Blinky Lights on BSD (Beaglebone Black)
Saturday, January 14, 2017
Victoria Computer Club
85A Burnside Rd West (at Wascana), Victoria, BC (map)
If you ever had questions on how to integrate multiple devices together with 21st century security all controlled via a simple (looking) Android App, you won’t want to miss this meeting.
Join us for a similar but different demonstration of controlling LEDs running on one of the “Others” (a Beaglebone Black) using SSH and BSD. If that wasn’t enough, Mark G will also be showing a Raspberry Pi camera used to confirm that state of the LED, all under the control of a custom Android App.
See the full project here.
Tis the season, a Christmas tree with lights and music controlled by an Arduino!
by Eileen Amirault (with a little help from Cody Gregory)
Last March Break, I read a book that changed my life. I immediately ran out and purchased an Arduino. A Raspberry Pi was not far behind. After a few months of experimenting, and watching YouTube videos of kids building Obstacle Avoidance Robots (OAR), we thought it looked like a good ﬁrst project. We call it Bobby OAR. An OAR is an autonomous robot that rolls around and avoids obstacles by using sensor input. Then, based on programming, ﬁnds an alternate path forward, avoiding obstacles along the way. We had most of the components from various kits, so only a chassis and wheels needed to be ordered. Or was there something else?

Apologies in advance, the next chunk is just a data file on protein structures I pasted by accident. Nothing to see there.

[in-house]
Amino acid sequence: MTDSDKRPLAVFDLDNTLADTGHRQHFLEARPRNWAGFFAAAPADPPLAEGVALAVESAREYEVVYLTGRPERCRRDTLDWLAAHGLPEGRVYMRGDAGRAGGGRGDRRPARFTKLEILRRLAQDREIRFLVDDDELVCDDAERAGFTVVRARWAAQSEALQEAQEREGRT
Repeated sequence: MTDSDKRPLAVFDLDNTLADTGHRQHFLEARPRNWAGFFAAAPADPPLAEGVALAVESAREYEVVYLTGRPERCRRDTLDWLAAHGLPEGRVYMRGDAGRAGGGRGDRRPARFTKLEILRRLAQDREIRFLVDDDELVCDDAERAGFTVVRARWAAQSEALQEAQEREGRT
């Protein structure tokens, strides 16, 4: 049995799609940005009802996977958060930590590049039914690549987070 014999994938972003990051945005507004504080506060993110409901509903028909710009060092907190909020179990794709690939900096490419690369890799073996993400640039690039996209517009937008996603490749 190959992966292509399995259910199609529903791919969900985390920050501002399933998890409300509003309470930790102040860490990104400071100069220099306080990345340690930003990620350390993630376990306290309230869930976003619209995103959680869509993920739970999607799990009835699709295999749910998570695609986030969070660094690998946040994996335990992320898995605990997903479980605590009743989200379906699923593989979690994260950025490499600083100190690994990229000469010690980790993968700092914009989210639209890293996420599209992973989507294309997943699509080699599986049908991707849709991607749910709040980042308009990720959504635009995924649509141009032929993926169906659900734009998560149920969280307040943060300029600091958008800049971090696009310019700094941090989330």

A Live Flight Data Feeder
Presented by Gordo
One of the many cool things you can do with your Raspberry Pi is to add a special $30 DVT-T USB dongle and install some software to turn your Pi into a live flight data feeder for FlightRadar24.com and FlightAware.com.
The recommended one is an ADS-B USB Dongle (R820T), which includes a small indoor antenna, but I purchased an equivalent one from Amazon at a very reasonable cost.
Among the benefits of this project are gaining free premium memberships with both sites; the ability to monitor flights overhead in real-time; and learing a bit about how to install third-party software via the command line.
In this presentation, I will give an overview of the hardare and software required and perform a quick walk-through installing the FlightRadar24.com feeder. If time permits, I will also demonstrate installing the FlightAware.com feeder.
Since these feeder stations are location-dependent, you will have to perform your own install at the place from which you’ll set up your Pi feeder and antenna.
Place: Victoria Computer Club, 85A Burnside Rd West (at Wascana), Victoria
Time: 9:30 a.m. – 12:30 p.m.
Read the full instructions here